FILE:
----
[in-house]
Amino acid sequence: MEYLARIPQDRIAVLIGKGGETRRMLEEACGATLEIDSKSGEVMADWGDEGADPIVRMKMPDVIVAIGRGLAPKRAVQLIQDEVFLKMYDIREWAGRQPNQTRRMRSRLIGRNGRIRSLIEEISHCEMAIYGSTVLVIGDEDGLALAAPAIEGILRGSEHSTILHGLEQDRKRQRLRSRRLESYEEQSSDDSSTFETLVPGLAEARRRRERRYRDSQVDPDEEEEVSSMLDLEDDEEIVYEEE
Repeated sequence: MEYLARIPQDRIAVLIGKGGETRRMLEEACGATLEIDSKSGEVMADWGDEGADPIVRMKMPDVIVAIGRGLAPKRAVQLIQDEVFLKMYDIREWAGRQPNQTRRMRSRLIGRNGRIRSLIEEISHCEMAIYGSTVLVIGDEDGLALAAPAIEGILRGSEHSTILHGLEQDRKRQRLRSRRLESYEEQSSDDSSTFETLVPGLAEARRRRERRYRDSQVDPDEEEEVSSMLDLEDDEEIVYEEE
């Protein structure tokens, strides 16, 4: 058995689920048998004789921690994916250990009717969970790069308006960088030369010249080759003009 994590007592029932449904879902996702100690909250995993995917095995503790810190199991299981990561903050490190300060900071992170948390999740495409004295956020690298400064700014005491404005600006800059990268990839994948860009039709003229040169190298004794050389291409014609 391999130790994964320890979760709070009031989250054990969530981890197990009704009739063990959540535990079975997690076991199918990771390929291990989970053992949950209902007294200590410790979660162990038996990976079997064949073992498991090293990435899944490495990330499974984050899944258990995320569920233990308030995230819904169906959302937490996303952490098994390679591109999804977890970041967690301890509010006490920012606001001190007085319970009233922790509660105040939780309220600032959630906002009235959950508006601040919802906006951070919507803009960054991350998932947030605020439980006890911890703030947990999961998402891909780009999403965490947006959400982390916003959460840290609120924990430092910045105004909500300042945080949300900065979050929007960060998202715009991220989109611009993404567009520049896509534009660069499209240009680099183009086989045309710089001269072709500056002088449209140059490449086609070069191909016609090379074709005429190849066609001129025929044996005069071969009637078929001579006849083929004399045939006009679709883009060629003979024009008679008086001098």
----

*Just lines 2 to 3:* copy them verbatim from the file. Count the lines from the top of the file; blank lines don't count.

Amino acid sequence: MEYLARIPQDRIAVLIGKGGETRRMLEEACGATLEIDSKSGEVMADWGDEGADPIVRMKMPDVIVAIGRGLAPKRAVQLIQDEVFLKMYDIREWAGRQPNQTRRMRSRLIGRNGRIRSLIEEISHCEMAIYGSTVLVIGDEDGLALAAPAIEGILRGSEHSTILHGLEQDRKRQRLRSRRLESYEEQSSDDSSTFETLVPGLAEARRRRERRYRDSQVDPDEEEEVSSMLDLEDDEEIVYEEE
Repeated sequence: MEYLARIPQDRIAVLIGKGGETRRMLEEACGATLEIDSKSGEVMADWGDEGADPIVRMKMPDVIVAIGRGLAPKRAVQLIQDEVFLKMYDIREWAGRQPNQTRRMRSRLIGRNGRIRSLIEEISHCEMAIYGSTVLVIGDEDGLALAAPAIEGILRGSEHSTILHGLEQDRKRQRLRSRRLESYEEQSSDDSSTFETLVPGLAEARRRRERRYRDSQVDPDEEEEVSSMLDLEDDEEIVYEEE